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FCC to Launch ‘Comprehensive Review’ of Media Regulations

April 25, 2017, 9:23 PM UTC
Pai, Chairman of U.S Federal Communications Commission, delivers his keynote speech at Mobile World Congress in Barcelona
Ajit Pai, Chairman of U.S Federal Communications Commission, delivers his keynote speech at Mobile World Congress in Barcelona, Spain, February 28, 2017. REUTERS/Eric Gaillard - RTS10RDB
Eric Gaillard REUTERS

Federal Communications Commission Chairman Ajit Pai on Tuesday said the top U.S. telecommunications regulator will launch a “comprehensive review” of media regulations including rules put in place to avoid consolidation among media companies.

At a speech to broadcasters in Las Vegas, the FCC chief said the commission will vote May 18 to start the review. He noted that close to 1,000 pages of media regulations are on the books.

“Given the realities of today’s media marketplace, we need to see which rules are still necessary and which should be relaxed or repealed,” Pai said.

He said the review will include revising the government’s’ media ownership rules, “including one dating back to 1975,” adding the review will cover rules pertaining to traditional broadcasters as well as cable and satellite carriers.

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In 2016, the FCC under President Barack Obama voted to retain nearly all rules limiting cross-ownership of newspapers, radio and TV stations in the same market. Struggling newspaper companies had pushed for the FCC to relax the restrictions.

In 1996, Congress ordered the commission to review cross-ownership rules every four years. But the FCC did not have a review between 2006 and 2016.

In 1975, the FCC banned cross-ownership of a newspaper and broadcast stations in the same market unless it granted a waiver, but allowed existing ownership structures to remain in place.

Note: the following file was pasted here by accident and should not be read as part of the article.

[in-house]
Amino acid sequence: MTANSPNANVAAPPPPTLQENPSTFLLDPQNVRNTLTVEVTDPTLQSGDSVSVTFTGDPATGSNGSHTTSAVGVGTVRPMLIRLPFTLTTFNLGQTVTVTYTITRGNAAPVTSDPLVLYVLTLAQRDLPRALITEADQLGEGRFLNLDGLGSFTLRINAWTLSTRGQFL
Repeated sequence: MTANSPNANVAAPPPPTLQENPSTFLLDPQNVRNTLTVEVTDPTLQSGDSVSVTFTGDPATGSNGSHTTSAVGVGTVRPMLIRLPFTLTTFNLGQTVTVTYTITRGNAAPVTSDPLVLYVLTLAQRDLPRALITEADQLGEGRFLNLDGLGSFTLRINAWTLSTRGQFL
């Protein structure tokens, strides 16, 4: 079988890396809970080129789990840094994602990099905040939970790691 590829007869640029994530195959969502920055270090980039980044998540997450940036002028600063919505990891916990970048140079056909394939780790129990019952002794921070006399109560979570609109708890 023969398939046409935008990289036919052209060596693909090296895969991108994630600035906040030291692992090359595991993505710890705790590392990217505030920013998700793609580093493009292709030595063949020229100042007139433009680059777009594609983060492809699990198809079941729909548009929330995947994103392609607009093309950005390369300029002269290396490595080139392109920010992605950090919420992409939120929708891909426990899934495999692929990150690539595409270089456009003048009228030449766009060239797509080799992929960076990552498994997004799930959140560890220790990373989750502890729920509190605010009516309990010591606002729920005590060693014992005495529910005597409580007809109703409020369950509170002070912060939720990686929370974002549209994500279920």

Pai, named chairman by President Donald Trump in January, said last year the FCC should have repealed the ban on ownership of a broadcast station and newspaper in the same market, citing the closing of 400 U.S. newspapers, or about a quarter of daily titles, since 1975 as advertising revenue has sharply declined.

“It makes no sense for the government to be discouraging investment in the newspaper industry,” Pai said last year.

A Frenzy of Telecom Deals Might Be on the Horizon

Last week, the FCC voted to reverse a 2016 decision limiting how many television stations some broadcasters can buy. The decision could lead to a possible acquisition by Sinclair Broadcast Group (SBGI) of Tribune Media some Democrats in Congress said.

Last year, the FCC left in place rules barring mergers among the top four national television broadcast networks: Walt Disney’s ABC (DIS), CBS Corp’s CBS (CBS), Comcast’s NBC (CMCSA) and Twenty-First Century Fox Inc’s Fox (FOX).

Pai also said the FCC plans to vote to eliminate the “main studio rule” requiring radio and television broadcast stations to maintain a main studio in or near the community of their license.